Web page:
SIDDIPET, India 15 July 2016 -: The village of Ibrahimpur, in the constituency of Siddipet, Medak district, is made up of small white concrete huts with red tiled roofs, and bordered by rice fields and palm trees that give it an idyllic air. But it was not so long ago that women, feeling uncomfortable and afraid, used to sneak into these fields under the cover of grey dawn light or dusk to go to the toilet. Thanks to a UNICEF supported campaign in the district, every household in this village now has toilets, and the area has been declared Open Defecation Free by the Central Government. Women in particular have noticed the dramatic difference having a toilet has made in their lives.
"I used to feel really ashamed and shy to relieve myself on the outskirts of the fields, as I used to imagine the things that could happen to me," 25-year-old Devalatha Shaga said, whilst her son clung to her blue and red sari skirts. "Now, life is so much better! We are not falling sick. In fact, two of the medical officers that were here moved to other
villages, as we now have very few cases of sickness now."
According to the 2011 census, 68 per cent of the rural community in the state go to the toilet in the open, posing serious risks to health. However, in Ibrahimpur, an entire community changed their habits because of messages that were promoted in the district, right down to the village level. UNICEF supported the 'Intinta Paarishuddyam' ('Sanitation in Every Household') campaign that began in 2010, and included not only training of Village Heads, but also used weekly monitoring in the form of stickers on houses. This visible sign of showing which houses had toilets and which didn't was instrumental in motivating people to build their own lavatories.
"Open defecation is part of the cultural fabric. We needed to find ways to make toilets aspirational," said Salathiel Nalli, WASH Officer at UNICEF. "We need to change societal norms that require an engagement over a long period of time. Messages have to be passed at many different levels, and repeated over and over, for them to make a real
In the case of Siddipet, the campaign has had tangible results, largely due to the local and district government officials who were committed to the project, and made funds available for building toilets. The campaign has had such a wide impact that in 2012 the Indian national government sent a team from the Ministry of Drinking Water and Sanitation to study the methods used.
In 2012, a campaign started to get various villages to build 100,000 toilets in 100 days.
"In fact, the campaign was a success beyond our expectations," said Sammi Reddy, the Block Development Officer of Siddipet. "We do regular checks to ensure that people's toilets are up to standards, and that they are using them."
The local government gave each family 12,000 Rupees (around $180 USD) to construct latrines, which covered the cost of concrete, pipes, and other materials needed.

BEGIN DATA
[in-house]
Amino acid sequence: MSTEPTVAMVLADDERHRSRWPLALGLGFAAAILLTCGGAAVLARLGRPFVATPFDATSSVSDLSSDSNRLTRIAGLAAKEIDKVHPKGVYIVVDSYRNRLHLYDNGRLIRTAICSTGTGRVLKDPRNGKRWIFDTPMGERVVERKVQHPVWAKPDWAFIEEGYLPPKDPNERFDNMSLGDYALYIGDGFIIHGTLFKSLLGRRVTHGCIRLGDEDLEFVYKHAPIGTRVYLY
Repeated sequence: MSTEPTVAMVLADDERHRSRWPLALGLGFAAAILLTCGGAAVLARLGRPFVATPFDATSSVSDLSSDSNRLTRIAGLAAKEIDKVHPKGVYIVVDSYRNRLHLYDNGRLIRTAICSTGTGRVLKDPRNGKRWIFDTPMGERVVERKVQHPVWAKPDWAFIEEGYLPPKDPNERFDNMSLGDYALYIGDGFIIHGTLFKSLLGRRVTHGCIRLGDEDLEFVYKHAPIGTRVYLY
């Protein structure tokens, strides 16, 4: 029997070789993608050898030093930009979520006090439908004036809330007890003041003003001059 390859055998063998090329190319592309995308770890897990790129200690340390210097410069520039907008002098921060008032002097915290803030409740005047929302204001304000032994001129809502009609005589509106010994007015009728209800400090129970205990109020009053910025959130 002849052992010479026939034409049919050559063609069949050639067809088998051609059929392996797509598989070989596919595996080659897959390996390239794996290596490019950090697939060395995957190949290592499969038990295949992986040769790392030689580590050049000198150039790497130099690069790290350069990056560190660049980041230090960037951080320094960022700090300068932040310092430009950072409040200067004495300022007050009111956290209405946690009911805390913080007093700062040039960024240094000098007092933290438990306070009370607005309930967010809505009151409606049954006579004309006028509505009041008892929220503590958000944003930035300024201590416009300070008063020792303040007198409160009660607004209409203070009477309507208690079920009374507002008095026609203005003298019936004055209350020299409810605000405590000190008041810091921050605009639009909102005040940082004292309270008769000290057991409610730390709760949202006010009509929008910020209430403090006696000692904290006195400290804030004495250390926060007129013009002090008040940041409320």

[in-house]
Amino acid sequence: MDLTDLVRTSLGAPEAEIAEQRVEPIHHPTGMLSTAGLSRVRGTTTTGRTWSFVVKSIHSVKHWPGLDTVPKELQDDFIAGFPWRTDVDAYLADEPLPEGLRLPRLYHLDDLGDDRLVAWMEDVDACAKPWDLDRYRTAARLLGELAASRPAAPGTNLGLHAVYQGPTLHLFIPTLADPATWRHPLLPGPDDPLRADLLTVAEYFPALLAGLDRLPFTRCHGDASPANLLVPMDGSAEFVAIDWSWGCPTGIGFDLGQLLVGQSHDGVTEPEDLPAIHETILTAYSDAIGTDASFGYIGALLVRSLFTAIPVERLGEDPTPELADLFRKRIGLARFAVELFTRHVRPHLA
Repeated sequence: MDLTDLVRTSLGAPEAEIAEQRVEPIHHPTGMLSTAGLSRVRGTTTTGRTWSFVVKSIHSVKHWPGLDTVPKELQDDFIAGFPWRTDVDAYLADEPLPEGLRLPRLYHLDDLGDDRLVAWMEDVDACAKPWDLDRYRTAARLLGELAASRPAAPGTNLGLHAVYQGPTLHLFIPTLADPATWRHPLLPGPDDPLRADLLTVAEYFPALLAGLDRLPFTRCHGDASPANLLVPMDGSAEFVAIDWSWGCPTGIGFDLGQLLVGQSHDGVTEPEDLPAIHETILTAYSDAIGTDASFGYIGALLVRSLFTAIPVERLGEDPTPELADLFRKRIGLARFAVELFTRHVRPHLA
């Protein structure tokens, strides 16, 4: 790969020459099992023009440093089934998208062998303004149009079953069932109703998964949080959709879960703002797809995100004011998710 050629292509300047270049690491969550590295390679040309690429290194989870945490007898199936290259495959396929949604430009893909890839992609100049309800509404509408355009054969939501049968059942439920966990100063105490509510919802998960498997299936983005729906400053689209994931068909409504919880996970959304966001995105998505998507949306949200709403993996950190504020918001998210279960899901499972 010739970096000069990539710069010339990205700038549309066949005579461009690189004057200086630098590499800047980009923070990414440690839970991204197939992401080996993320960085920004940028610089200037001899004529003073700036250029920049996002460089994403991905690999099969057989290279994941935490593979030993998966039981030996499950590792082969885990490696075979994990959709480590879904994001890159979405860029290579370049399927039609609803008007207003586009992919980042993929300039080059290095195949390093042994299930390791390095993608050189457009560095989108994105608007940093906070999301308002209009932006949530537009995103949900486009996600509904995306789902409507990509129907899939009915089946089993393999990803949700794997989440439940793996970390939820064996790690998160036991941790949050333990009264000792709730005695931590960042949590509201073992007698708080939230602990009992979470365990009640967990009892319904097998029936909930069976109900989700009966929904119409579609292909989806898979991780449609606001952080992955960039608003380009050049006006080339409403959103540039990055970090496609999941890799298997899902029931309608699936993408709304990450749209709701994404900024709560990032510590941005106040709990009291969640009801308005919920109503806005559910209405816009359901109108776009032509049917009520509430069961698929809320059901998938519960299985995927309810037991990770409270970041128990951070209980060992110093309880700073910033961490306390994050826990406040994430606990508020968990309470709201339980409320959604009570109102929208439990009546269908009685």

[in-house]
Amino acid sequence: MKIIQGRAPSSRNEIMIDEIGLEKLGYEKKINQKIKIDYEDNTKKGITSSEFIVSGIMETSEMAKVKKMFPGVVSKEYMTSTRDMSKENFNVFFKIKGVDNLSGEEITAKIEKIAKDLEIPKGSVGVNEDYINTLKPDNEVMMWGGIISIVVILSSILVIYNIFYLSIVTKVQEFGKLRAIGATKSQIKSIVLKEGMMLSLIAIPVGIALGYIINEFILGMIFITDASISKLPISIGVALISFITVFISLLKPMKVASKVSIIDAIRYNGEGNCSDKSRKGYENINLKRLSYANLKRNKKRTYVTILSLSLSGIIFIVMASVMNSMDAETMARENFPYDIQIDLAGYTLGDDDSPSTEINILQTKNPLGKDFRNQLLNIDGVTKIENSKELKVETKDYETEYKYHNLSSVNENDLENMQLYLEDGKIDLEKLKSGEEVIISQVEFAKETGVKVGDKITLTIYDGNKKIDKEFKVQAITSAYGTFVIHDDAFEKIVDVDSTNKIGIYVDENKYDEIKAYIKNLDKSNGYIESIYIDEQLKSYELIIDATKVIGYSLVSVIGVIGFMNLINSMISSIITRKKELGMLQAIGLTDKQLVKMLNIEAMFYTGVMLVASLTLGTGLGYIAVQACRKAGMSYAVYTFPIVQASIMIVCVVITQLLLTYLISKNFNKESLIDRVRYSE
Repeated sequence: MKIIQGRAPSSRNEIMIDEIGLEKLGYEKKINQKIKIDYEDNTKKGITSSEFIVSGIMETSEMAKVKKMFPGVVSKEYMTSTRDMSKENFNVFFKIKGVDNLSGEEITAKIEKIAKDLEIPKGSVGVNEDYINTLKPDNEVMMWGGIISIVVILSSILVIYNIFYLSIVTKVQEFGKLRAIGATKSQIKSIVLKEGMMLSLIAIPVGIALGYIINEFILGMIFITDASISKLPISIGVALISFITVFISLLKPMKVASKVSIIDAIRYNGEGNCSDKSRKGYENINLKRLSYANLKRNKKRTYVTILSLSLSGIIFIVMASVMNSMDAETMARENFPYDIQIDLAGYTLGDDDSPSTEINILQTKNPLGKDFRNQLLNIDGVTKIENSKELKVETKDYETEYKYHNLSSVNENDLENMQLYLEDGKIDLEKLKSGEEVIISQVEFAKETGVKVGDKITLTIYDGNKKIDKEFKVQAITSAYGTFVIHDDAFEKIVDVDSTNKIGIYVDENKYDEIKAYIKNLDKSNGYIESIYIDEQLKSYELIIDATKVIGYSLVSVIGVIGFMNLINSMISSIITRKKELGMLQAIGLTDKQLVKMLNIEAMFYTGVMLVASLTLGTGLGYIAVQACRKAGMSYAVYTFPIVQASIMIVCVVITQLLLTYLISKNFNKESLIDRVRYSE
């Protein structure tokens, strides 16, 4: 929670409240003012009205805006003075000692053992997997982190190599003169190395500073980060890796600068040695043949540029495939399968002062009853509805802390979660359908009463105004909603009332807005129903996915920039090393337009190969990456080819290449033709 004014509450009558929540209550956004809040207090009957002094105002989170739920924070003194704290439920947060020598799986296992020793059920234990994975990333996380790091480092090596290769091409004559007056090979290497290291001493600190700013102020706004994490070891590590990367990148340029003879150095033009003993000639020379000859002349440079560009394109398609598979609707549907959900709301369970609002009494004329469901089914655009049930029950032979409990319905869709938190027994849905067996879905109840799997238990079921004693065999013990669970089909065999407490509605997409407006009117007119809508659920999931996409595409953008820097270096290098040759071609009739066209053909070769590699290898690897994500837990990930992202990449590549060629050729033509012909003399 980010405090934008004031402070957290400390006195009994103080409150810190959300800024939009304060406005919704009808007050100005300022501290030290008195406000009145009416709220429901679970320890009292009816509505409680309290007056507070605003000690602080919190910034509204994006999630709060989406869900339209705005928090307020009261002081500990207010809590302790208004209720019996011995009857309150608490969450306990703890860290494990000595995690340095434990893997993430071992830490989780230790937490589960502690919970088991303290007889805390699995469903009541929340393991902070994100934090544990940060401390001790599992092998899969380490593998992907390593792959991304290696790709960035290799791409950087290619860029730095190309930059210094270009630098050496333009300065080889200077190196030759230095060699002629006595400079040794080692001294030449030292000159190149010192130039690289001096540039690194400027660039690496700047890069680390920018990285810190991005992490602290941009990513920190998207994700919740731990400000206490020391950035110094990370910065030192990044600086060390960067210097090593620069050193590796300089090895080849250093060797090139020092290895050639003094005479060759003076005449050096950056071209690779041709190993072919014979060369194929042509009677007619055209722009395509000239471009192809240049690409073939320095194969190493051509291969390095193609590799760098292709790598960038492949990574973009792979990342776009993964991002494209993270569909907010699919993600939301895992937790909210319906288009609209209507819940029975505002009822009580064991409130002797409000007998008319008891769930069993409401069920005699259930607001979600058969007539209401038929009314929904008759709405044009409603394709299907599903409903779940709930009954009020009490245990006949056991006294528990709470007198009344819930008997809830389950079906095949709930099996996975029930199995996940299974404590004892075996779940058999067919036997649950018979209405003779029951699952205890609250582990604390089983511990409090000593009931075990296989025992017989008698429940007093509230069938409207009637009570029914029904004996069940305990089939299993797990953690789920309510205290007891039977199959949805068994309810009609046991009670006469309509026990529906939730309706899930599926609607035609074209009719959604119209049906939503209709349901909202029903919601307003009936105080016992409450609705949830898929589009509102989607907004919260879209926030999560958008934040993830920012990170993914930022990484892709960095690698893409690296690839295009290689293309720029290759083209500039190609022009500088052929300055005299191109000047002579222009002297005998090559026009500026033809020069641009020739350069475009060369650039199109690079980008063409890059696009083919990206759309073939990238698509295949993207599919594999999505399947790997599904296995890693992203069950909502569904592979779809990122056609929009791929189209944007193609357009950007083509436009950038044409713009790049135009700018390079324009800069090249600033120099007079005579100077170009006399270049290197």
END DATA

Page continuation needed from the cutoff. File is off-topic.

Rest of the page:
Efforts were also made to involve the local community, and make sure that various village groups were responsible for their own sanitation decisions.
When Devalatha got married two years ago, she joined the Women's Self Help Group. Her husband, 28-year-old Suman Shaga, also joined the village's Youth Group. In the weekly meetings, the different groups discuss issues such as good hygiene, micro-credit, and the need for good sanitation. It was in part due to these discussions, that Suman Shaga decided to build a toilet. He realized how much shame women felt to relieve themselves in the fields.
Standing outside the small concrete shed that houses his latrine, Shaga described how he helped three labourers build the 'leach pit' toilet.' These toilets have been promoted by local government because they are easy to make, and cost-effective.
"We dug two pits and lined them with rocks," he explained. The waste goes into one pit through pipes. When it is full, Shaga will connect pipes to the other pit. In addition to the latrine, Shaga also built a soak pit to drain away kitchen, bath, and other wastewater.
Through the village Youth Group, Shaga and the other members convinced other heads of households that they also needed to have covered sanitation structures.
"Before people in the village constructed a soak pit, there used to be a water tank near the house. People used to come
and wash their clothes there, and there used to be a huge pool of waste water where mosquitoes used to breed. We really tried to convince people in the neighbourhood to construct soak pits for multiple reasons," Shaga said.
Alongside the local village groups, the traditional leaders known as 'Panchayats' were instrumental in advocating better sanitation throughout the community. The Panchayat leader in Ibraimpur is an elegant 55-year old woman, Lakshmi Yadamma Kumbala. Her family had a history of involvement in village politics.
"As a woman, I know the problems we face, and the health problems that the village faced as a whole. But now we have been officially declared Open Defecation Free (ODF) by the Government," she said. "Everyone knows about
our village and we're very proud of it."
The constituency of Siddipet was declared Open Defecation Free in 2015, thanks to the resolute efforts of the district administration and the constituency leader, Member of the Legislative Assembly, Harish Rao, who has been committed to the cause of improving sanitation. The success of the Siddipet model was a result of good collaboration between UNICEF, local government, and village leaders, and is proof that sustained campaigning on good sanitation can eventually lead to behaviour change.